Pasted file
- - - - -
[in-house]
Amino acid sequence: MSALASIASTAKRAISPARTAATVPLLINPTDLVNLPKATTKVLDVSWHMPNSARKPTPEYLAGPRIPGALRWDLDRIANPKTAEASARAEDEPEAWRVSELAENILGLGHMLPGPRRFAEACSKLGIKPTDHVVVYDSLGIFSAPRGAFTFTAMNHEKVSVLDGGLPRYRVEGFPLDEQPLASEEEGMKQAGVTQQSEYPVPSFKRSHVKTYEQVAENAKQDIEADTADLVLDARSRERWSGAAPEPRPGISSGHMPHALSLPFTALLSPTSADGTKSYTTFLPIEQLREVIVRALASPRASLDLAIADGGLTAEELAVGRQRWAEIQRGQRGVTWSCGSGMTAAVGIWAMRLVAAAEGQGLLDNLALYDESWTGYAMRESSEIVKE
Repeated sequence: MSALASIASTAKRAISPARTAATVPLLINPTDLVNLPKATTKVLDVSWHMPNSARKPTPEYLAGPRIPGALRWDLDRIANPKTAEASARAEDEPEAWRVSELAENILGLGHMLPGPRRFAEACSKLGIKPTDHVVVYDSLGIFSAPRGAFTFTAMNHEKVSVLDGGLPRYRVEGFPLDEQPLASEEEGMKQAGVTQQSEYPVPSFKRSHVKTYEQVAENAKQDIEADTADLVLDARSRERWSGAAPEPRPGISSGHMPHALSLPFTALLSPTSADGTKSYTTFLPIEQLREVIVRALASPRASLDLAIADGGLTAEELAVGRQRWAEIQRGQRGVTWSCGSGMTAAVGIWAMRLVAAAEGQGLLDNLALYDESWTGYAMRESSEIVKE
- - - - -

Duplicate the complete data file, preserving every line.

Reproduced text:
[in-house]
Amino acid sequence: MSALASIASTAKRAISPARTAATVPLLINPTDLVNLPKATTKVLDVSWHMPNSARKPTPEYLAGPRIPGALRWDLDRIANPKTAEASARAEDEPEAWRVSELAENILGLGHMLPGPRRFAEACSKLGIKPTDHVVVYDSLGIFSAPRGAFTFTAMNHEKVSVLDGGLPRYRVEGFPLDEQPLASEEEGMKQAGVTQQSEYPVPSFKRSHVKTYEQVAENAKQDIEADTADLVLDARSRERWSGAAPEPRPGISSGHMPHALSLPFTALLSPTSADGTKSYTTFLPIEQLREVIVRALASPRASLDLAIADGGLTAEELAVGRQRWAEIQRGQRGVTWSCGSGMTAAVGIWAMRLVAAAEGQGLLDNLALYDESWTGYAMRESSEIVKE
Repeated sequence: MSALASIASTAKRAISPARTAATVPLLINPTDLVNLPKATTKVLDVSWHMPNSARKPTPEYLAGPRIPGALRWDLDRIANPKTAEASARAEDEPEAWRVSELAENILGLGHMLPGPRRFAEACSKLGIKPTDHVVVYDSLGIFSAPRGAFTFTAMNHEKVSVLDGGLPRYRVEGFPLDEQPLASEEEGMKQAGVTQQSEYPVPSFKRSHVKTYEQVAENAKQDIEADTADLVLDARSRERWSGAAPEPRPGISSGHMPHALSLPFTALLSPTSADGTKSYTTFLPIEQLREVIVRALASPRASLDLAIADGGLTAEELAVGRQRWAEIQRGQRGVTWSCGSGMTAAVGIWAMRLVAAAEGQGLLDNLALYDESWTGYAMRESSEIVKE